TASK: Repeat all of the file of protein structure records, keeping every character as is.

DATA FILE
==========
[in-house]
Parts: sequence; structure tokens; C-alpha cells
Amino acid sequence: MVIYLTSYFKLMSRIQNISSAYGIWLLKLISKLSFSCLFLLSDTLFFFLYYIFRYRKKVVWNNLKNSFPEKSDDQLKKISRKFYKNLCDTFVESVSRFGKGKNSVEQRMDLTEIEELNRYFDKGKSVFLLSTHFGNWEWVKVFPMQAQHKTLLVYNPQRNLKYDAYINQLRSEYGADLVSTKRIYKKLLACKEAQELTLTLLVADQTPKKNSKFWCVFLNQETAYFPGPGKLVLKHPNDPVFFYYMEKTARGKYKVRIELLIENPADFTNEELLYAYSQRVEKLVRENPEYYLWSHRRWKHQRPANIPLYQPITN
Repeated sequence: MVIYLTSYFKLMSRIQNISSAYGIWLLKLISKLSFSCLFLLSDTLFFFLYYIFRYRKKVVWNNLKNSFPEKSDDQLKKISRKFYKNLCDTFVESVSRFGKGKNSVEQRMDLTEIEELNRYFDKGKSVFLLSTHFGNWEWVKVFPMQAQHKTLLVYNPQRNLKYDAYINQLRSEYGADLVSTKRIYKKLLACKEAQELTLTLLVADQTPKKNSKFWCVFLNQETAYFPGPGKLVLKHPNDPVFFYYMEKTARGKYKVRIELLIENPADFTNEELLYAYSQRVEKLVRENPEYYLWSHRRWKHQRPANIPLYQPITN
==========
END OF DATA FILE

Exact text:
[in-house]
Parts: sequence; structure tokens; C-alpha cells
Amino acid sequence: MVIYLTSYFKLMSRIQNISSAYGIWLLKLISKLSFSCLFLLSDTLFFFLYYIFRYRKKVVWNNLKNSFPEKSDDQLKKISRKFYKNLCDTFVESVSRFGKGKNSVEQRMDLTEIEELNRYFDKGKSVFLLSTHFGNWEWVKVFPMQAQHKTLLVYNPQRNLKYDAYINQLRSEYGADLVSTKRIYKKLLACKEAQELTLTLLVADQTPKKNSKFWCVFLNQETAYFPGPGKLVLKHPNDPVFFYYMEKTARGKYKVRIELLIENPADFTNEELLYAYSQRVEKLVRENPEYYLWSHRRWKHQRPANIPLYQPITN
Repeated sequence: MVIYLTSYFKLMSRIQNISSAYGIWLLKLISKLSFSCLFLLSDTLFFFLYYIFRYRKKVVWNNLKNSFPEKSDDQLKKISRKFYKNLCDTFVESVSRFGKGKNSVEQRMDLTEIEELNRYFDKGKSVFLLSTHFGNWEWVKVFPMQAQHKTLLVYNPQRNLKYDAYINQLRSEYGADLVSTKRIYKKLLACKEAQELTLTLLVADQTPKKNSKFWCVFLNQETAYFPGPGKLVLKHPNDPVFFYYMEKTARGKYKVRIELLIENPADFTNEELLYAYSQRVEKLVRENPEYYLWSHRRWKHQRPANIPLYQPITN